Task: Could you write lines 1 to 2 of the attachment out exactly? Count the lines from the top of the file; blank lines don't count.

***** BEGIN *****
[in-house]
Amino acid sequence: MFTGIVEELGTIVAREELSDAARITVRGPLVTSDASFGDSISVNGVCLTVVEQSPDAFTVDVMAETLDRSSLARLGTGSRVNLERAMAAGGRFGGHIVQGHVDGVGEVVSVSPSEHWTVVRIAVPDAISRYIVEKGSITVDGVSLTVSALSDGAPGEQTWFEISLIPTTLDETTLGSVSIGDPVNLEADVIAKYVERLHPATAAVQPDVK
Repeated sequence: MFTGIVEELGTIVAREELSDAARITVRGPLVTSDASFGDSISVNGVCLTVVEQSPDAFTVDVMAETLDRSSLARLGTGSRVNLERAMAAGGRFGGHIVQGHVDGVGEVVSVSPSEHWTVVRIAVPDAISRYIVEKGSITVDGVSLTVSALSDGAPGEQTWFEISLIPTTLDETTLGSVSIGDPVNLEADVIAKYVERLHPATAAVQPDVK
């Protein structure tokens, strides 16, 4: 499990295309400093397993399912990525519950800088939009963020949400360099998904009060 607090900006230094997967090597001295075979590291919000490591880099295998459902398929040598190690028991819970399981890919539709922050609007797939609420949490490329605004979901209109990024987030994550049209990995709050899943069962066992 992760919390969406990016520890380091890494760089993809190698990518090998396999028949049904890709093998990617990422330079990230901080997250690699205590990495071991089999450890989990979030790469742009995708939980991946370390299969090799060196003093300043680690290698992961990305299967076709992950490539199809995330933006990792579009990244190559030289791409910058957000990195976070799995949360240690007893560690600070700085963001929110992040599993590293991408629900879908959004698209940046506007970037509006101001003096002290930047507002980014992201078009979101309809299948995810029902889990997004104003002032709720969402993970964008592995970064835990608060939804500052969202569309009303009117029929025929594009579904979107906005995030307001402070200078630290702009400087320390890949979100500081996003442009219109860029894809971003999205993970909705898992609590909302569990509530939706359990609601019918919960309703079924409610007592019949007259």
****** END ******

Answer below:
[in-house]
Amino acid sequence: MFTGIVEELGTIVAREELSDAARITVRGPLVTSDASFGDSISVNGVCLTVVEQSPDAFTVDVMAETLDRSSLARLGTGSRVNLERAMAAGGRFGGHIVQGHVDGVGEVVSVSPSEHWTVVRIAVPDAISRYIVEKGSITVDGVSLTVSALSDGAPGEQTWFEISLIPTTLDETTLGSVSIGDPVNLEADVIAKYVERLHPATAAVQPDVK